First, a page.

- [math]\displaystyle{ \frac{c}{a} = \frac{a}{b}. }[/math]

However, if [math]\displaystyle{ f(x_4) }[/math] is [math]\displaystyle{ f_{4b} }[/math] and our new triplet of points is [math]\displaystyle{ x_2 }[/math], [math]\displaystyle{ x_4 }[/math], and [math]\displaystyle{ x_3 }[/math], then we want

- [math]\displaystyle{ \frac{c}{b - c} = \frac{a}{b}. }[/math]

Eliminating *c* from these two simultaneous equations yields

- [math]\displaystyle{ \left(\frac{b}{a}\right)^2 - \frac{b}{a} = 1, }[/math]

or

- [math]\displaystyle{ \frac{b}{a} = \varphi, }[/math]

where φ is the golden ratio:

- [math]\displaystyle{ \varphi = \frac{1 + \sqrt{5}}{2} = 1.618033988\ldots }[/math]

The appearance of the golden ratio in the proportional spacing of the evaluation points is how this search algorithm gets its name.

## Termination condition

Any number of termination conditions may be applied, depending upon the application. The interval *ΔX=X _{4}-X_{1}* is a measure of the absolute error in the estimation of the minimum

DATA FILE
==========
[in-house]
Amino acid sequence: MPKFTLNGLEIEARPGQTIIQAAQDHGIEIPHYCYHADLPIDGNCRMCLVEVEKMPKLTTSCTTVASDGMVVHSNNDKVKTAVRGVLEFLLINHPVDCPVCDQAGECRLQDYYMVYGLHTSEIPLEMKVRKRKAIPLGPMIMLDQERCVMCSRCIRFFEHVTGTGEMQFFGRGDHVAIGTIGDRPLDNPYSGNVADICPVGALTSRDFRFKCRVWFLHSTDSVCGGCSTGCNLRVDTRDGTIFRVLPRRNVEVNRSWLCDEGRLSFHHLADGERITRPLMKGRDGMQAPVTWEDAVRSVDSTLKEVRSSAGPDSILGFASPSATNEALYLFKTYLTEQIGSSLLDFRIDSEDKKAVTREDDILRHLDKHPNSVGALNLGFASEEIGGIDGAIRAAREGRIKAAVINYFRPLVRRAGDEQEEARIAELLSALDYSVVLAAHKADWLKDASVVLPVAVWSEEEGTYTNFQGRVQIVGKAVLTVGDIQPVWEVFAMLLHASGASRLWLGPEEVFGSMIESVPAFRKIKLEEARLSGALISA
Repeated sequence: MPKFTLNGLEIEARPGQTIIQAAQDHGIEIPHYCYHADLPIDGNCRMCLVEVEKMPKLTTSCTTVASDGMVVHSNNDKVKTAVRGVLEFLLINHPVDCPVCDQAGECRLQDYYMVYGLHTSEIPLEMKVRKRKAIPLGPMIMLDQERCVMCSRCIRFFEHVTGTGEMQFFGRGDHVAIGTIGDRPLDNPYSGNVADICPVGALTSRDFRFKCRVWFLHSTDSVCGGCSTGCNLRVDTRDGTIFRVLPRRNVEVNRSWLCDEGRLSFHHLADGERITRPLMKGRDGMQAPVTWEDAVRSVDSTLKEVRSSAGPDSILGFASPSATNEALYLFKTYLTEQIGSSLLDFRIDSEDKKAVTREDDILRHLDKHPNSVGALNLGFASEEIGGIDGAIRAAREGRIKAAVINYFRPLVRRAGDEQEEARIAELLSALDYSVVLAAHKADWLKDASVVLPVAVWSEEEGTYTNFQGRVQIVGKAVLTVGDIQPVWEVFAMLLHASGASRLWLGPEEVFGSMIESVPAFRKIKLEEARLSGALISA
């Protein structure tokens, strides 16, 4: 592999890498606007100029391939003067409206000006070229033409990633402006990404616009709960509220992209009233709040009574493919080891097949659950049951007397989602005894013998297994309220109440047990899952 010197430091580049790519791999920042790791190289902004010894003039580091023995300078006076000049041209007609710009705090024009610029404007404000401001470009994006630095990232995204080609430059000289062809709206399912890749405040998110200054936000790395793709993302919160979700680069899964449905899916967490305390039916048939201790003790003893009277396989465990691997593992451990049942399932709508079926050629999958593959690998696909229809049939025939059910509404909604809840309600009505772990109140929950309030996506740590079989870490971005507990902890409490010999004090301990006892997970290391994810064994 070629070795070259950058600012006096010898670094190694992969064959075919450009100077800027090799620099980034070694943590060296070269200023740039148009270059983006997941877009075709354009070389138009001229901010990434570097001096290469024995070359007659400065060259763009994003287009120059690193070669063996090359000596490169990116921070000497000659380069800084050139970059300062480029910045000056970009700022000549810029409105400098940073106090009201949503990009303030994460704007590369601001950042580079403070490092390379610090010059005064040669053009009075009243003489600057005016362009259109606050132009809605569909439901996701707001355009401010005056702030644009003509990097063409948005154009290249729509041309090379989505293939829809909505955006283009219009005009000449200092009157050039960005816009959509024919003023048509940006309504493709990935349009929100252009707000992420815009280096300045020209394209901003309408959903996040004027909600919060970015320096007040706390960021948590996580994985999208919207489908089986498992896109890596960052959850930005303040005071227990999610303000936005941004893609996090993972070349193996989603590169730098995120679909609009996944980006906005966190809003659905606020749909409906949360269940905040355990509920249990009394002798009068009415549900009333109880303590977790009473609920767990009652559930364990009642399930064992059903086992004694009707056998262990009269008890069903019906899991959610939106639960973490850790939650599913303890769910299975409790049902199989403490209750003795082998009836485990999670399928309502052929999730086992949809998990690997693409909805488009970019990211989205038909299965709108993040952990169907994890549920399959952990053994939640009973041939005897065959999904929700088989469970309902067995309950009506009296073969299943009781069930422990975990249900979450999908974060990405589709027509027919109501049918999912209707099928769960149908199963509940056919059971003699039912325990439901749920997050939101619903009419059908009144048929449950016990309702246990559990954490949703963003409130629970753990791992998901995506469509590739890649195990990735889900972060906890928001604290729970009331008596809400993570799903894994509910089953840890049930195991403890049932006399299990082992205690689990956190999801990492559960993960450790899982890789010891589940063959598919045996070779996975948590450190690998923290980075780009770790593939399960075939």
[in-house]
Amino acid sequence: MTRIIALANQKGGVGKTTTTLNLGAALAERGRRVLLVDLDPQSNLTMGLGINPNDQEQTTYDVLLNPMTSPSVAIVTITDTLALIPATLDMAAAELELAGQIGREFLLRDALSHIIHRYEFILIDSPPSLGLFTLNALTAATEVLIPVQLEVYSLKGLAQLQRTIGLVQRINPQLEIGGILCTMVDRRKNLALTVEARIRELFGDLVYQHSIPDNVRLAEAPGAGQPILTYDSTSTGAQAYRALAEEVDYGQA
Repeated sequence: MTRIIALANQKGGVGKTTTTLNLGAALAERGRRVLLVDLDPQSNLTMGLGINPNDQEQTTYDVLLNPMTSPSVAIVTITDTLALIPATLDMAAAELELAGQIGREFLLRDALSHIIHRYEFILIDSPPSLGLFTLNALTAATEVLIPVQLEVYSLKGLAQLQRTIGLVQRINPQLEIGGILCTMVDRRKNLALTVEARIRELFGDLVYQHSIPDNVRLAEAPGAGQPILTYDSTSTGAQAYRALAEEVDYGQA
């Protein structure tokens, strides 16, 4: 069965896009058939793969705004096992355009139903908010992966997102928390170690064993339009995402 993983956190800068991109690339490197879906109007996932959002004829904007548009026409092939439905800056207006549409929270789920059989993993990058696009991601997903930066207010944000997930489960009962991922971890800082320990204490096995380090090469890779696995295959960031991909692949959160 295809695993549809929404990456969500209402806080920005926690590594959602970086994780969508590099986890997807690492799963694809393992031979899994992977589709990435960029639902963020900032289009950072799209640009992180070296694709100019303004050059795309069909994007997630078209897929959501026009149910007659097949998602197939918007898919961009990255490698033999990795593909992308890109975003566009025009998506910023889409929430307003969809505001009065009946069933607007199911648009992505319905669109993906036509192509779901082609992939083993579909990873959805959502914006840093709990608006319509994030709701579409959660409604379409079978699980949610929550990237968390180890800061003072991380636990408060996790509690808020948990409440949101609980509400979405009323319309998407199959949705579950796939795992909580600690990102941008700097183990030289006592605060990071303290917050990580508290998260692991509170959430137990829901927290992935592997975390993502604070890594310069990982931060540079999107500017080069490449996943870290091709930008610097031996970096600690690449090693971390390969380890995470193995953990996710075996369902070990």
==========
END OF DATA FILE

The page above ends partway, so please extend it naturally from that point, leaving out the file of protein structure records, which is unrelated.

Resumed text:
*X*and may be used to terminate the algorithm. The value of

*ΔX*is reduced by a factor of

*r=φ-1*for each iteration, so the number of iterations to reach an absolute error of

*ΔX*is about

*ln(ΔX/ΔX*where

_{o}) / ln(r)*ΔX*is the initial value of

_{o}*ΔX*.

Because smooth functions are flat (their first derivative is close to zero) near a minimum, attention must be paid not to expect too great an accuracy in locating the minimum. The termination condition provided in the book Numerical Recipes in C is based on testing the gaps among [math]\displaystyle{ x_1 }[/math], [math]\displaystyle{ x_2 }[/math], [math]\displaystyle{ x_3 }[/math] and [math]\displaystyle{ x_4 }[/math], terminating when within the relative accuracy bounds